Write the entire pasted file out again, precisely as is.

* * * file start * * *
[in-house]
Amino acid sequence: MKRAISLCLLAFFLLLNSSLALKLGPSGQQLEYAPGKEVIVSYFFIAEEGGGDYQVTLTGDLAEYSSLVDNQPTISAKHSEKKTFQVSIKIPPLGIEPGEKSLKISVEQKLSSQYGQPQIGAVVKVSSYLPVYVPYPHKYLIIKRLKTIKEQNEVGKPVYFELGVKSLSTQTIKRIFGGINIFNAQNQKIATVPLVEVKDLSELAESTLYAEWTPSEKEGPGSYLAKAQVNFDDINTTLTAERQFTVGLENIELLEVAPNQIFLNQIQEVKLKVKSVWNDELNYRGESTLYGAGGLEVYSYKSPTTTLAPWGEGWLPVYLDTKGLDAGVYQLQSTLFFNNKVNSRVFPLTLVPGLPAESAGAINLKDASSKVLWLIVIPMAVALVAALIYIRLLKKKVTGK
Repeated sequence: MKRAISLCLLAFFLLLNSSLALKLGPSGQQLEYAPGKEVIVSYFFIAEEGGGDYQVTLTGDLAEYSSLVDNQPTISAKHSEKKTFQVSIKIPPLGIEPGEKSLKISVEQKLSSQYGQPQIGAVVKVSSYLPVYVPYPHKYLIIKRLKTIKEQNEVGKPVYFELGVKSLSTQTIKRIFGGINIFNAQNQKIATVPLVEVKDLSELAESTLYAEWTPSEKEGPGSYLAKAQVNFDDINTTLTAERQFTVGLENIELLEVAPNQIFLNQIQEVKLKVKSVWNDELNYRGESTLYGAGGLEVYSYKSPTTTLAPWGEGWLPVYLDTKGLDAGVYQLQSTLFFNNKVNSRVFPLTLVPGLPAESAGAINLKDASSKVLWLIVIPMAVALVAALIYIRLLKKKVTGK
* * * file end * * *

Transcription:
[in-house]
Amino acid sequence: MKRAISLCLLAFFLLLNSSLALKLGPSGQQLEYAPGKEVIVSYFFIAEEGGGDYQVTLTGDLAEYSSLVDNQPTISAKHSEKKTFQVSIKIPPLGIEPGEKSLKISVEQKLSSQYGQPQIGAVVKVSSYLPVYVPYPHKYLIIKRLKTIKEQNEVGKPVYFELGVKSLSTQTIKRIFGGINIFNAQNQKIATVPLVEVKDLSELAESTLYAEWTPSEKEGPGSYLAKAQVNFDDINTTLTAERQFTVGLENIELLEVAPNQIFLNQIQEVKLKVKSVWNDELNYRGESTLYGAGGLEVYSYKSPTTTLAPWGEGWLPVYLDTKGLDAGVYQLQSTLFFNNKVNSRVFPLTLVPGLPAESAGAINLKDASSKVLWLIVIPMAVALVAALIYIRLLKKKVTGK
Repeated sequence: MKRAISLCLLAFFLLLNSSLALKLGPSGQQLEYAPGKEVIVSYFFIAEEGGGDYQVTLTGDLAEYSSLVDNQPTISAKHSEKKTFQVSIKIPPLGIEPGEKSLKISVEQKLSSQYGQPQIGAVVKVSSYLPVYVPYPHKYLIIKRLKTIKEQNEVGKPVYFELGVKSLSTQTIKRIFGGINIFNAQNQKIATVPLVEVKDLSELAESTLYAEWTPSEKEGPGSYLAKAQVNFDDINTTLTAERQFTVGLENIELLEVAPNQIFLNQIQEVKLKVKSVWNDELNYRGESTLYGAGGLEVYSYKSPTTTLAPWGEGWLPVYLDTKGLDAGVYQLQSTLFFNNKVNSRVFPLTLVPGLPAESAGAINLKDASSKVLWLIVIPMAVALVAALIYIRLLKKKVTGK